HomeNewsBlack granite mining benefits fail to benefit communities

Black granite mining benefits fail to benefit communities

Black granite mining in Mutoko has been a source of conflict between companies extracting the stone and villagers whose environment and houses are being damaged by blasting.


Zimbabwe Environmental Law Association economic research and policy advisor, Simbarashe Pasipamire said a research carried out by his organisation revealed that while the community suffered environmental damage due to black granite mining, mining companies were failing to put up meaningful infrastructural development.

He said there was no functional Community Share Ownership Trust (CSOT) in Mutoko.

“The roads, schools and hospitals remain in a poor state, yet miners blast mountains to extract the granite rocks and leave huge pits that have resulted in death of people and livestock, while communities have lost grazing land and most houses have developed cracks due to the blasting,” Pasipamire said.

In a presentation to the Parliamentary Portfolio Committee on Mines and Energy chaired legislator for Gutu Central Lovemore Matuke, Pasipamire said black granite mining had the potential to earn the country more revenue. He said 75% of Zimbabwe’s stones comprised of granites in different colours and varieties, of which 25% was of the most internationally sought after black granite.

Chairman of the Institute of Mining at the University of Zimbabwe, Lyman Mlambo said areas well-endowed with black granite included Mutoko, Murewa and Mount Darwin.

“Zimbabwe has a rare quality of black granite which can produce great décor which is well-noted internationally,” Mlambo said.

Pasipamire said black granite mining was initiated about 50 years ago, and inasmuch as it is a well sought after stone internationally, less than 10% of the total production was being cut and polished in Zimbabwe. As a result, revenue which can be derived through exporting finished products or beneficiation was being lost.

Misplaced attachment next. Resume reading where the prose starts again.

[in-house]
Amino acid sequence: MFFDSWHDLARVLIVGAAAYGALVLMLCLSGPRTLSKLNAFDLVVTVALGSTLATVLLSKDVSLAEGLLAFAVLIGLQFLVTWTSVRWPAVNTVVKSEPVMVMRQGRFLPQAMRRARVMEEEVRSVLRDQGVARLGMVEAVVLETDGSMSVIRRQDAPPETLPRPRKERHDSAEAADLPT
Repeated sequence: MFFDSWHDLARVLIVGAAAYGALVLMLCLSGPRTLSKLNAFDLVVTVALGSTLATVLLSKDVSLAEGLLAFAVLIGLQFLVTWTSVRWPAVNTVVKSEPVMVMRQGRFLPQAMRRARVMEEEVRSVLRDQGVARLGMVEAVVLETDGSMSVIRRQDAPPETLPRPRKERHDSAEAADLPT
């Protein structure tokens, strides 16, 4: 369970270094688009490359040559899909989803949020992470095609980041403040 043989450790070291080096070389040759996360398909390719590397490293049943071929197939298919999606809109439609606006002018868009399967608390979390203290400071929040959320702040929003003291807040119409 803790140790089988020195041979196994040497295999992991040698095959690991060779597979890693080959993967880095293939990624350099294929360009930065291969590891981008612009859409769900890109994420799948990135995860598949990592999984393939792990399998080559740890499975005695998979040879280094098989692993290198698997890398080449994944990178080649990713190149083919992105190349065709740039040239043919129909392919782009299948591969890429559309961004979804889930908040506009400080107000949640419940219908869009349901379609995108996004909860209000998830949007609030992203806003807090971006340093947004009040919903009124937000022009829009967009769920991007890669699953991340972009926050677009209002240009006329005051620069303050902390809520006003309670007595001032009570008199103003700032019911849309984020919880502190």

“There are around seven companies exploiting granite in Mutoko and 75% black granite exports come from Mutoko. Villagers are also concerned about the disregard for ancestral land,” he said.

Pasipamire said due to damage caused by heavy stones during their transportation, the Mutoko Rural District Council spent a huge chunk of the revenue it collected repairing roads damaged by haulage trucks and reclaiming the environmental damage caused by companies mining granite in the district.

“This drains the RDC of their much-needed revenue as the US$1 per 30 tonne load levy they charge is not adequate to repair damages caused by the heavy vehicles,” he said.

An official with Action Aid International, Lillian Matsika said it was sad that the country was endowed with natural resources but there was no meaningful revenue going into government coffers.

“There is need for social accountability, civic engagement with communities and discussions of issues that affect them. MPs also need to inform their constituents about issues of social accountability and what to expect from big corporations extracting minerals from their areas,” Matsika said.

Zimbabwe Environmental Law Association director Mutuso Dhliwayo said the Minerals Act which was crafted in 1961 needed a complete overhaul and not just amendments as it no longer served the modern mining environment.

Dhliwayo said crafting of a completely new Act was the way to go as the current law was not anchored on principles of accountability and transparency, which contributed to assertions that mining companies were not remitting enough revenue to government.

“The Act was crafted in 1961 and issues of transparency and accountability were not recorded as issues at all, and these are modern initiatives,” he said.

“Other issues not recorded in the Act include social rights and issues of access to information in order to ensure transparency of contracts entered into.

Access to information is limited and that is why at times people end up speculating. Information on mineral deals is critical for civic society groups to do advocacy and there is need to know about how the mining companies are going to address environmental issues.”

Dhliwayo said there was need to include clauses on measures that will result in value addition of minerals, as well as incorporation of the Environmental Management Act into the Mines and Minerals Act.

“The current archaic Act does not recognise community-based organisations as stakeholders. The South African mining legislation has clauses for the role of civic society organisations,” he said.

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